On the fifth day of the fifth month of the Chinese lunar calendar, is the Chinese festival known as 端午節 or Danwun Jie, “The Dragon Boat Festival”. According to the legend, in 278 BC, a poet know as Qu Yuan, who was also a trusted adviser to the emperor. One of his enemies the ruler of the Qin state, paid the emperor’s favorite mistress and the emperor’s brother to spread rumors about Qu Yuan in order to get the emperor to loose his trust in his adviser. As a result, the emperor sent the poet into exile. During his time in exile, he received a reputation for his honesty, kindness and honor. Upon hearing that the capital was captured by the Qin, he fell into a depression and wrote his last poem before carrying a giant rock to weigh himself down, he walked into the Milua River, committing suicide.
When the villager heard about his suicide, they raced their boats to save him, banging drums and splashing the water to scare the fishes and evil spirits from killing Qu Yuan, and throwing in rice dumplings into the water so that they would not consume his body. However his body was never found. Another legend is that a few nights after this, he appeared to a friend in a dream telling him that he had been taken by a River dragon, and so that he would not be eaten by the dragon, they were to make the rice dumplings in a three cornered package and throw that into the water.
That tradition is still carried on to today, when on the anniversary of his death, people gather to make the tri-cornered rice dumplings and to race dragon boats. This year the anniversary falls on the 19th of June. On Saturday, my family and I made these rice dumplings. There are a wide variety of rice dumplings depending on your family ethnicity. The northern Chinese make their dumplings in a longer shape, and fill it with sweet adzuki bean paste, the Southern Chinese make savory ones. Being of Southern Chinese decent and more specifically of Hokkien decent, we usually make the dark savory ones (It is dark because we use soy sauce instead of salt. We call it Bar Tzang, Zongzi ongzior Meat Dumplings as it usually contains meat, but I know of several Vegetarians who refer to it only as Tzang and rather than having meat, they fill it with mushrooms and black eyed peas only. Some also add the vegetarian ham, which I reckon tastes like spam. Hehehe. In our version we put in a chestnut, a piece of Chinese mushroom, and a piece of “3 layer pork” which is just pork with the fat and skin layer still on it. The fat is needed, as the dumplings themselves can dry out, and the fat layers leak out the fat to moistion the whole package. The rice mixture is then wrapped in giant bamboo leaves, and let me tell you, there is a trick to it, and it usually takes a couple of goes before you can get it right. The package is then tied with a string and boiled until the rice is soft, sticky and fluffy.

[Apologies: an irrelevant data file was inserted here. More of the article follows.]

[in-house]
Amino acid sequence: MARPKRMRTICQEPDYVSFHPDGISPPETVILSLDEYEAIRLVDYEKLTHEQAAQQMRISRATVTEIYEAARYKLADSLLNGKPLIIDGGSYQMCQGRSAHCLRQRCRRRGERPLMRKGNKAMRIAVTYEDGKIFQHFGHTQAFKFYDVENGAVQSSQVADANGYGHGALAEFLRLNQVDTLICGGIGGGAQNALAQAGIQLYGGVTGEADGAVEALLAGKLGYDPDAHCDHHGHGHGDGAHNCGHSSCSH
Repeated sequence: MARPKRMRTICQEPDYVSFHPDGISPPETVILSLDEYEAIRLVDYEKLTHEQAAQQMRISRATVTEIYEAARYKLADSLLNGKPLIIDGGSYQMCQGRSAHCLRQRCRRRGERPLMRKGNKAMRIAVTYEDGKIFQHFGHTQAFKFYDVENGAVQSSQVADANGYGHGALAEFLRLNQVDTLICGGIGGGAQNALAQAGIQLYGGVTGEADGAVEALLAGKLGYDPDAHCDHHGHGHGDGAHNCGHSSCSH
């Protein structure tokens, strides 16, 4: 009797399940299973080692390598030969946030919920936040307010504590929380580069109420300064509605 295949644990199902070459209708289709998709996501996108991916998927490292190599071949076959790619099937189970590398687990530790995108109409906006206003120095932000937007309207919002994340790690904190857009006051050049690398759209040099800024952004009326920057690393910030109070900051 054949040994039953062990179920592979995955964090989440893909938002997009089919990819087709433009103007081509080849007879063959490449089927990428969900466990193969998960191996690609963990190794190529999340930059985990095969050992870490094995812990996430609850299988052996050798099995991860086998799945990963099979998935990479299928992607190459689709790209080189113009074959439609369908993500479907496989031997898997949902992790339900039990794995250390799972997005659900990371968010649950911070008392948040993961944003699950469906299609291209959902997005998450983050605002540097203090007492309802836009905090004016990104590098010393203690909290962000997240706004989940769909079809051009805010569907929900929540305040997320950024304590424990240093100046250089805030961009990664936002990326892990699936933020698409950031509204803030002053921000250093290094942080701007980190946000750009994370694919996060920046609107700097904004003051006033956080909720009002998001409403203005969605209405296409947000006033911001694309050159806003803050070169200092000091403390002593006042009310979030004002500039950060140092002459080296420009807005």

As there is just way too many variations of making it, I won’t bother putting up the recipe for it, but if you are curious as to what it tastes like, the Asian grocers usually have a box of it for sale around this time every year. This is a one of those treats which although may not look so special, is considered a treat as it is usually only made and eaten on a particular day every year. I find it tastes quite like a a package of fried rice without the peas. 🙂 So on this year if you should go see the Dragon boat races, enjoy a picnic on the foreshore eating some Zongzi and remembering the story of Qu Yuan.